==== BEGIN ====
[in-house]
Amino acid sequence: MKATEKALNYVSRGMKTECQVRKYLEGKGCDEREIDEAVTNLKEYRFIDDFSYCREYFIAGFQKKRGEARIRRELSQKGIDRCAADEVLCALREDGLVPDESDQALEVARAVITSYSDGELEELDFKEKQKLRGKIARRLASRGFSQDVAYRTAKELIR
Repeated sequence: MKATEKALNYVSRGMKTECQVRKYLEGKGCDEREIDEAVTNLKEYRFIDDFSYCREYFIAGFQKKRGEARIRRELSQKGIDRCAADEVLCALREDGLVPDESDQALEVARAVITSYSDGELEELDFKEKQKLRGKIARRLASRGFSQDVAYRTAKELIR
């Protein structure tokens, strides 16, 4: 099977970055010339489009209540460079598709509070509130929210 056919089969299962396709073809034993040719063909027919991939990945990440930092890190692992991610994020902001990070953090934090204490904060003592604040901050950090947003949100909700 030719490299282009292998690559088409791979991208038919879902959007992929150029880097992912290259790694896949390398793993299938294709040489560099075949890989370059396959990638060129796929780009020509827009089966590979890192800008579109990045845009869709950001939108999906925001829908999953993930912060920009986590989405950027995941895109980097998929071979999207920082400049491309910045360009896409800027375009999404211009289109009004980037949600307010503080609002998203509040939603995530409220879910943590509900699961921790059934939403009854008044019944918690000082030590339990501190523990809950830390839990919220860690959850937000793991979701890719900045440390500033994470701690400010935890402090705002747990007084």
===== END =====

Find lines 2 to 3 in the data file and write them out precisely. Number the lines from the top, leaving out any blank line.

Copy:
Amino acid sequence: MKATEKALNYVSRGMKTECQVRKYLEGKGCDEREIDEAVTNLKEYRFIDDFSYCREYFIAGFQKKRGEARIRRELSQKGIDRCAADEVLCALREDGLVPDESDQALEVARAVITSYSDGELEELDFKEKQKLRGKIARRLASRGFSQDVAYRTAKELIR
Repeated sequence: MKATEKALNYVSRGMKTECQVRKYLEGKGCDEREIDEAVTNLKEYRFIDDFSYCREYFIAGFQKKRGEARIRRELSQKGIDRCAADEVLCALREDGLVPDESDQALEVARAVITSYSDGELEELDFKEKQKLRGKIARRLASRGFSQDVAYRTAKELIR